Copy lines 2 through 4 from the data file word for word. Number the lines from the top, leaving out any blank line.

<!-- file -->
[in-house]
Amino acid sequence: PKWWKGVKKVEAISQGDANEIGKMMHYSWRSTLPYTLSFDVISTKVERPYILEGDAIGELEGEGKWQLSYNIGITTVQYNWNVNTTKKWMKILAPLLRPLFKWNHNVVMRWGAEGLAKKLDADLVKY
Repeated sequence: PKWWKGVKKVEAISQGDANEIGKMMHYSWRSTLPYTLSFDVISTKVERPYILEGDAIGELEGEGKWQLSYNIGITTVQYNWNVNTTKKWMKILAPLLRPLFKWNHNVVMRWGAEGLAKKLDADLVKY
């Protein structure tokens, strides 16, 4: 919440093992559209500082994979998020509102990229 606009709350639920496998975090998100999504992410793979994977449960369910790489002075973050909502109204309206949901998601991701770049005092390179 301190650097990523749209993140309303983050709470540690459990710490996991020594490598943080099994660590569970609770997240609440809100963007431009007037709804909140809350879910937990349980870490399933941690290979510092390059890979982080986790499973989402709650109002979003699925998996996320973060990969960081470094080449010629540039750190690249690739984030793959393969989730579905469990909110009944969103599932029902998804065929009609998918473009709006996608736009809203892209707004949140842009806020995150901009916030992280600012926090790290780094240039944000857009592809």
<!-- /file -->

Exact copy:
Amino acid sequence: PKWWKGVKKVEAISQGDANEIGKMMHYSWRSTLPYTLSFDVISTKVERPYILEGDAIGELEGEGKWQLSYNIGITTVQYNWNVNTTKKWMKILAPLLRPLFKWNHNVVMRWGAEGLAKKLDADLVKY
Repeated sequence: PKWWKGVKKVEAISQGDANEIGKMMHYSWRSTLPYTLSFDVISTKVERPYILEGDAIGELEGEGKWQLSYNIGITTVQYNWNVNTTKKWMKILAPLLRPLFKWNHNVVMRWGAEGLAKKLDADLVKY
């Protein structure tokens, strides 16, 4: 919440093992559209500082994979998020509102990229 606009709350639920496998975090998100999504992410793979994977449960369910790489002075973050909502109204309206949901998601991701770049005092390179 301190650097990523749209993140309303983050709470540690459990710490996991020594490598943080099994660590569970609770997240609440809100963007431009007037709804909140809350879910937990349980870490399933941690290979510092390059890979982080986790499973989402709650109002979003699925998996996320973060990969960081470094080449010629540039750190690249690739984030793959393969989730579905469990909110009944969103599932029902998804065929009609998918473009709006996608736009809203892209707004949140842009806020995150901009916030992280600012926090790290780094240039944000857009592809």